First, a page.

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Here are a few links I sent to my Instapaper account and have been reading this weekend.

* When we queried a few filmmakers for a column on software and apps in the new issue of Filmmaker, I noted the number of respondents who had migrated to the Android operating system. I recalled meeting an Android developer at SXSW this year, and he told me he was planning for the platform’s rapid rise. He also said that he was an Apple fan too, and he felt the competition would be a good thing for both platforms. There’s an exchange along these lines going on between Robert Scoble at his Scobleizer blog (“Why I Can’t Kick the iPhone Habit”) and Louis Gray (“Why I Turned in My iPhone and Went Android”). For those interested in the future of mobile platforms and how choice is playing out in the marketplace, they are worth a read. (Related from Barrons: “How Google’s Android Could Overtake Apple’s iPhone.”)

* Via Derren Brown’s blog, night owls are smarter than other people.

* I’m just starting Tom Bissell’s Extra Lives, his book on videogaming, and noted Chuck Tryon’s blog post about the history of Roger Ebert’s relationship to the medium and what that has to say about media criticism. (For those who don’t know, Ebert has recently stirred up a lot of debate in the blogosphere over his since revised statement that “Video Games Can Never be Art.”)

* At Boing Boing, Cory Doctorow notes Brazil’s copyright law, which levies fines against rightsholders who prevent fair use of their materials through implementation of DRM.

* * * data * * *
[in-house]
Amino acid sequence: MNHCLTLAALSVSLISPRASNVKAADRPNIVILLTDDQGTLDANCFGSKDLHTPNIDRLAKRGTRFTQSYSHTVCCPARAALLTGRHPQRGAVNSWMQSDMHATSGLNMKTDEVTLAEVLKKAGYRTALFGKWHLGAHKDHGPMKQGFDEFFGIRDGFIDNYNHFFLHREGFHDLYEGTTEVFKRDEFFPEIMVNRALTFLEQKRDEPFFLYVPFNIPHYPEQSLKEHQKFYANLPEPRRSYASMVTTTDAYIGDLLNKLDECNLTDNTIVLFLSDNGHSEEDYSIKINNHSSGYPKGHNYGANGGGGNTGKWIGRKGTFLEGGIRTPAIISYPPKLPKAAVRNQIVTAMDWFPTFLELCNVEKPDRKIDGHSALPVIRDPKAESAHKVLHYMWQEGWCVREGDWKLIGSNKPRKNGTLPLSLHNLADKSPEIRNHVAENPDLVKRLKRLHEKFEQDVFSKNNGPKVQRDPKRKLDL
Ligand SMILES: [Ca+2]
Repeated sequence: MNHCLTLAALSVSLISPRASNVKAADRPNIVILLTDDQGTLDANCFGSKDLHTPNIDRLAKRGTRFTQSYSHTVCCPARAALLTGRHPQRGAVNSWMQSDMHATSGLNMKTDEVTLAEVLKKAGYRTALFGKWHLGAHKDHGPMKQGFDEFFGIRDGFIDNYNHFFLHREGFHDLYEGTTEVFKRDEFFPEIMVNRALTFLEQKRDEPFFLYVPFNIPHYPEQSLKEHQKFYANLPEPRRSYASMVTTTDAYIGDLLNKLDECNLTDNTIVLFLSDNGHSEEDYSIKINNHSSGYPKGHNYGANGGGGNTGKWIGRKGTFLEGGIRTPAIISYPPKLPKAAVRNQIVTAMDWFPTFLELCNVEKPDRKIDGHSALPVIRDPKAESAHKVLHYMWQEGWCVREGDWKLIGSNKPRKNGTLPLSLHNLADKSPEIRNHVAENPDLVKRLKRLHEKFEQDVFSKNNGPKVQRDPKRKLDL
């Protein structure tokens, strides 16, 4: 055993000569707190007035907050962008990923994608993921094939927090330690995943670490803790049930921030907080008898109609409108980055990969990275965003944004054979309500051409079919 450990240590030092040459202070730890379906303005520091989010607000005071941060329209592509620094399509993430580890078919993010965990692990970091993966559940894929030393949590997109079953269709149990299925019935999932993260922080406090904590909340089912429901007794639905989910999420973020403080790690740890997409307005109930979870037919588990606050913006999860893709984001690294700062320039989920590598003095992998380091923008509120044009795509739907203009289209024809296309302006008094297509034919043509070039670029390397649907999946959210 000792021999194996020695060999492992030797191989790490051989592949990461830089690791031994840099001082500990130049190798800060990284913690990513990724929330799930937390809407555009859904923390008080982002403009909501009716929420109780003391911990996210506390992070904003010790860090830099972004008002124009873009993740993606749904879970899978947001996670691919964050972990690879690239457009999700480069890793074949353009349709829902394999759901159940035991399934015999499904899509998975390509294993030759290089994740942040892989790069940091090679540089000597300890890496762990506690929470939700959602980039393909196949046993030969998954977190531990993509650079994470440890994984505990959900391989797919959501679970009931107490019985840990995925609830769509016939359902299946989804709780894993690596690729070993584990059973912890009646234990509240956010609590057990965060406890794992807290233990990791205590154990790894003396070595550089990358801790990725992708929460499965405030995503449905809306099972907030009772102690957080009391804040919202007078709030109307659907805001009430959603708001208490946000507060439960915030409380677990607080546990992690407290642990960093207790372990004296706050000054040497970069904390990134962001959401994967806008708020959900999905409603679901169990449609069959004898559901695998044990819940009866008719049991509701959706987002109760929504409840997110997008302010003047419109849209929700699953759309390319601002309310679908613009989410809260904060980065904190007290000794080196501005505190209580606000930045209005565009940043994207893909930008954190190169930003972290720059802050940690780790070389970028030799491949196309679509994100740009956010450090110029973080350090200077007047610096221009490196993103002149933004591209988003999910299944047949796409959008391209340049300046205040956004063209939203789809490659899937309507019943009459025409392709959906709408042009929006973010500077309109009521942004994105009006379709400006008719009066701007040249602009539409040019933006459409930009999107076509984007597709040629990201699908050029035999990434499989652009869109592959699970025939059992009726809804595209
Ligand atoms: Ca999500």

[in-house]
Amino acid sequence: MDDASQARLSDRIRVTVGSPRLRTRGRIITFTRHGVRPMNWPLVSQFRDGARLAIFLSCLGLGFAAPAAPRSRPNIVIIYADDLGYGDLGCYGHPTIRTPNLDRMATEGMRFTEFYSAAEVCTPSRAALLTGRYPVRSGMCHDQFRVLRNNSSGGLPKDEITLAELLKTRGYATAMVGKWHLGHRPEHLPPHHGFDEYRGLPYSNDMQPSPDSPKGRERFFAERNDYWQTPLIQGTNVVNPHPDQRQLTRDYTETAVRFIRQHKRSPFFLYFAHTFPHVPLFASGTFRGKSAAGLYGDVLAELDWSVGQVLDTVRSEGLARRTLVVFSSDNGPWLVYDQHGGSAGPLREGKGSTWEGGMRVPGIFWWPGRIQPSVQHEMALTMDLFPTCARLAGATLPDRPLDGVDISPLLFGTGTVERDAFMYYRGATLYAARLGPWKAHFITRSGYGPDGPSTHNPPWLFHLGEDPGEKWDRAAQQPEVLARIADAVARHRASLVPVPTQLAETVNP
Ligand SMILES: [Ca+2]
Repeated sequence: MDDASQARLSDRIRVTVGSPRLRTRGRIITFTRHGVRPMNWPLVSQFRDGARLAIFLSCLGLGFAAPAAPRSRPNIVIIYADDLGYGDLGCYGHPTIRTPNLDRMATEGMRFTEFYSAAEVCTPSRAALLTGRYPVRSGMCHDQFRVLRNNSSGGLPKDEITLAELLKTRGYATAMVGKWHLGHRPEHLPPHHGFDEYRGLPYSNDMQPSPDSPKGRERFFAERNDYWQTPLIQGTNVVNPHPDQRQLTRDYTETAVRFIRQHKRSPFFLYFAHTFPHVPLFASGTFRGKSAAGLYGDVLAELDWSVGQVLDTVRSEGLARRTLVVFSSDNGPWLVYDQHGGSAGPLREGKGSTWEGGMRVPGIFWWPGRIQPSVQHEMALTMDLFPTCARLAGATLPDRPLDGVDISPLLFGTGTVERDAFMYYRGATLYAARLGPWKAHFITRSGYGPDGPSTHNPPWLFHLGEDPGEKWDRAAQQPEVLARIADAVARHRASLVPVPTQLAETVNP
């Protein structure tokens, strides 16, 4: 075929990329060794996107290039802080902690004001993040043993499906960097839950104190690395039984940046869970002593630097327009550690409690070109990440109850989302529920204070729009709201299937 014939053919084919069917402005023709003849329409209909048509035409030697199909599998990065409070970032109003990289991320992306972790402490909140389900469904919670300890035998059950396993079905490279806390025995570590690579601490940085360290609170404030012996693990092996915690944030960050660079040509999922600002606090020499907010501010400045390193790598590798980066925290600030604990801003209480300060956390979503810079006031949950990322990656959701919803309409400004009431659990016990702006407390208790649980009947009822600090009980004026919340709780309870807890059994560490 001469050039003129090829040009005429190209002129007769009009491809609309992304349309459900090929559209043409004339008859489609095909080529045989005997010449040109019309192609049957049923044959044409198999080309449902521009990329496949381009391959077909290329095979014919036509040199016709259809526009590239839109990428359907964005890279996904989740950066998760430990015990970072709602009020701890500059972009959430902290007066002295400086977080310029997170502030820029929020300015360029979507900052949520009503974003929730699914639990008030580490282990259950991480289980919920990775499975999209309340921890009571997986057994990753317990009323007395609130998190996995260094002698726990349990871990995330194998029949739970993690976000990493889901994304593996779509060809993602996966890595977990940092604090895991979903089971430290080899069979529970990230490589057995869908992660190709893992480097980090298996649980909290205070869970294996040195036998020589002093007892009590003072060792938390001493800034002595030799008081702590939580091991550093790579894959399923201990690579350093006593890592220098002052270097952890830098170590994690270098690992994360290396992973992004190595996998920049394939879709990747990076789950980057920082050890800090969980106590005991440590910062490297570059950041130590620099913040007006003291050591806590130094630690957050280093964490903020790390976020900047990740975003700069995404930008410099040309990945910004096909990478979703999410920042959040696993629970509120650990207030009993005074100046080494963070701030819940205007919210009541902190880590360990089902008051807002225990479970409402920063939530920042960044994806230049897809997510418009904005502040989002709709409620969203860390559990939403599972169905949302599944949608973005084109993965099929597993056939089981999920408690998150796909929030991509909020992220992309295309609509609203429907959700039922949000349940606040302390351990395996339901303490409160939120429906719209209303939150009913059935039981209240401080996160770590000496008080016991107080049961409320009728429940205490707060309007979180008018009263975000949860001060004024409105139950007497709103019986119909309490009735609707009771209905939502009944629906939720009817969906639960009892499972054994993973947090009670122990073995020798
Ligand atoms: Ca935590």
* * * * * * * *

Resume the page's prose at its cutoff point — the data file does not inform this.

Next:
* This is from nine days ago, but if you missed it, the attempt by a law firm and group of producers, including those behind The Hurt Locker, to sue filesharers, has hit legal roadblocks.

* I recently watched Lucy Walker’s well-made and compelling documentary on nuclear weapons, Countdown to Zero. As a kid I was terrified by nuclear war — I still remember watching Fail Safe on TV. As a political science major in college Graham Allison’s work on the Cuban Missile Crisis was compelling. So, the film’s artful sequence imagining the physical effects of nuclear war was like revisiting old fears. The film, however, isn’t just about doom-mongering but instead a proscriptive for international policies designed to reduce the threat of nuclear war — namely, the reduction of nuclear arsenals. Anyway, I thought about Walker’s doc this morning as I read this post via The Agonist titled “Picturing Obama Authorizing a Nuclear Attack,” which focuses not so much on the physical effects of an attack on U.S. soil but its political aftermath.

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